Grand jury blasts Duval County School Police crime reporting as ‘chicanery’

Group looking into school safety says Duval example of statewide problems in large districts

In an interim report released Thursday, a statewide grand jury studying school safety pointed sharply to the Duval County school district as an example of how not to handle crime reporting.

In an interim report released Thursday, a statewide grand jury studying school safety pointed sharply to the Duval County school district as an example of how not to handle crime reporting.

The grand jury report accused the district of underreporting crimes and gang activity happening inside its schools.

In a statement released Friday evening, Duval County Public Schools said the report is based on findings over a number of years and that improvements have been made to procedures in recent years. The district said it will seek an external review of its reporting practices to see whether charges are in order.

“The findings presented are being taken seriously and will be thoroughly reviewed by the Duval School Board,” School Board Chair Elizabeth Andersen said. “We are committed to providing a safe educational environment for our children and communities.”

A scathing grand jury accusing the district of under-reporting crimes and gang activity inside schools.

Lt. Shannon Hartley, with the Jacksonville Fraternal Order of Police, said he’s not convinced.

“I think that the investigation needs to be external from them. They don’t need to be involved in the investigation,” he said. “They’re changing their policies, but they’re changing their behavior to fit the data that they needed to fit to continue to get the funds that they need to get.”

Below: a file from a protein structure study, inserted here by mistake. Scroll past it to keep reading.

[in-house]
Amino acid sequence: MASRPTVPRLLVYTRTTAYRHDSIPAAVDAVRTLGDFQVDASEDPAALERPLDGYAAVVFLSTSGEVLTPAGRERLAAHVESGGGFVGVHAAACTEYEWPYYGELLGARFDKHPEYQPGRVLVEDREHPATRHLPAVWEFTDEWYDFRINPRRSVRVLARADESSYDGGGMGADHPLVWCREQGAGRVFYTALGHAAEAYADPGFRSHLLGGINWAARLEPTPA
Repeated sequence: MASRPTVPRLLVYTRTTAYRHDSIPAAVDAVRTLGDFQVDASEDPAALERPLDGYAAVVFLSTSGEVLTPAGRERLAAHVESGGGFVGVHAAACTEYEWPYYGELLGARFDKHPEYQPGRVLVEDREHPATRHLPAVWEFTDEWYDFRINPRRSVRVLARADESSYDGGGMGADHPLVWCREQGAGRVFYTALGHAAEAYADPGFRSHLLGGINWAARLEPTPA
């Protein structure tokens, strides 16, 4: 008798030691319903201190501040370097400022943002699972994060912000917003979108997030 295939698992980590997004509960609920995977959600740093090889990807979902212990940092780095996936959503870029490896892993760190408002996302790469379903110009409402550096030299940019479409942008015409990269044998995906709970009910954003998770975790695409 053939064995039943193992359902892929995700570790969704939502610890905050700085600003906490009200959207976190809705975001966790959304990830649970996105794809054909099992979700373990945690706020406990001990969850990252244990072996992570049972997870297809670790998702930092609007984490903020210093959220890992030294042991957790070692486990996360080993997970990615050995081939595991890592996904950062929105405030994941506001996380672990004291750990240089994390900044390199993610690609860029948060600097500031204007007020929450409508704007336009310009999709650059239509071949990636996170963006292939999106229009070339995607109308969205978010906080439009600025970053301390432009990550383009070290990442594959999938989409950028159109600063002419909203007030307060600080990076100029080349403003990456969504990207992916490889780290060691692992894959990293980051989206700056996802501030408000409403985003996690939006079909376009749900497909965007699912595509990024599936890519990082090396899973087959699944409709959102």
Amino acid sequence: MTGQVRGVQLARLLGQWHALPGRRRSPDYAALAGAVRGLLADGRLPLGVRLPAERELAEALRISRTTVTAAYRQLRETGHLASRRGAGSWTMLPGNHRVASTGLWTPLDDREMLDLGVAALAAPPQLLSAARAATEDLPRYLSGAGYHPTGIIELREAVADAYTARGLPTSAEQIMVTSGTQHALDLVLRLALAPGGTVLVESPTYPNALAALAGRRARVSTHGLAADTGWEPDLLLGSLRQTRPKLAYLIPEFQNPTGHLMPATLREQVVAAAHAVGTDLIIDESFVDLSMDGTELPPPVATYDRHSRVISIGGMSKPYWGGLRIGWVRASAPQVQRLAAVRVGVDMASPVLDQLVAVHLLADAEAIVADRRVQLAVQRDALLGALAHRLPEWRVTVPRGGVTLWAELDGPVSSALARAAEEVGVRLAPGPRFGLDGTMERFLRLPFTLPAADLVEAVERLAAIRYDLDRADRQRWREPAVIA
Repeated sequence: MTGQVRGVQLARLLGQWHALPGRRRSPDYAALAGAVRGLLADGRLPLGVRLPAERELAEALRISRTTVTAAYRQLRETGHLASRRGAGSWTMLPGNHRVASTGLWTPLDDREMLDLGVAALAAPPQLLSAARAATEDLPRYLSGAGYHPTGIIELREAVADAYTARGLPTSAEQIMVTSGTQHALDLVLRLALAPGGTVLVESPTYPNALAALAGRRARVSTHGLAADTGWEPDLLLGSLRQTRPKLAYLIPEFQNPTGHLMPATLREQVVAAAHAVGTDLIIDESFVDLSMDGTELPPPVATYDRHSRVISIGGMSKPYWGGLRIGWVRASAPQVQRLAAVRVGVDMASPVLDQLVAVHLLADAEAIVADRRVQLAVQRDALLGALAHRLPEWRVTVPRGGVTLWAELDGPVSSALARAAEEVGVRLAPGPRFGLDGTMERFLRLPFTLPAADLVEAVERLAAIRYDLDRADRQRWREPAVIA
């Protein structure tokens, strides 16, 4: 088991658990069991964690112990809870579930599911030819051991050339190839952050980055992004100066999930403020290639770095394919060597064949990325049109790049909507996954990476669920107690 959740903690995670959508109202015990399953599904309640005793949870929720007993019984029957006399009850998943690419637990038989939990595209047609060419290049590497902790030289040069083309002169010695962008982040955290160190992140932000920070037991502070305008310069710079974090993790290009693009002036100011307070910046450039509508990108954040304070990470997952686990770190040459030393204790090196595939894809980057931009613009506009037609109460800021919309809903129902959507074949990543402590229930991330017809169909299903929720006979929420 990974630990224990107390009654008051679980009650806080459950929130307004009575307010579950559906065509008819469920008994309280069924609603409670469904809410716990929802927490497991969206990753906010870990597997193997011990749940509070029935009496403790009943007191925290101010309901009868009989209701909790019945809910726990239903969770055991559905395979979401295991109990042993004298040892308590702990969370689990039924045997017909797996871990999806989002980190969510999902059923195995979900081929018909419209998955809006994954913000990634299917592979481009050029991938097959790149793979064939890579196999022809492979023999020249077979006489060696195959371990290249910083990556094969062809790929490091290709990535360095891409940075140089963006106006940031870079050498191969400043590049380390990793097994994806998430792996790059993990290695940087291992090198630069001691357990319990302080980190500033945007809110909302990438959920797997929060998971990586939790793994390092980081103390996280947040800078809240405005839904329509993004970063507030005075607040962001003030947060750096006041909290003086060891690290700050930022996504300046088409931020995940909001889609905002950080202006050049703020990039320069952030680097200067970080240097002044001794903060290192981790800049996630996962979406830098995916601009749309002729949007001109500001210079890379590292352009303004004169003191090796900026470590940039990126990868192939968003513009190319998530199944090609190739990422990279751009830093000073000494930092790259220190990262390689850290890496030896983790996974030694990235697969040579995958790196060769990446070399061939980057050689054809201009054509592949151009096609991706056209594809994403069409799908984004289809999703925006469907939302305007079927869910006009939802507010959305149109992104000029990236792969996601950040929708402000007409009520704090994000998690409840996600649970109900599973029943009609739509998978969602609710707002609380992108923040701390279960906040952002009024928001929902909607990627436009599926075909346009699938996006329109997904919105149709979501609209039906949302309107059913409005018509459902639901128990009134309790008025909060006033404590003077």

The report indicated the same issues seem to arise in districts across the state that have large student populations, appointed superintendents and their own district police departments with leaders who report to administration, rather than law enforcement agencies.

The 27-page document posted late Thursday afternoon on the Florida Supreme Court website was the third interim report issued by the grand jury, which the court impaneled in February 2019 at the request of Gov. Ron DeSantis. The request came a year after a gunman killed 17 students and faculty members at Marjory Stoneman Douglas High School in Parkland.

RELATED: Statewide grand jury says Florida’s mental health system a ‘mess’

The grand jury report released Thursday called out the Duval County School Police Department and the district’s administration for policies the grand jury said artificially reduced crime statistics by allowing “administrators without any legal training” to decide whether a crime is a “petty act of misconduct.”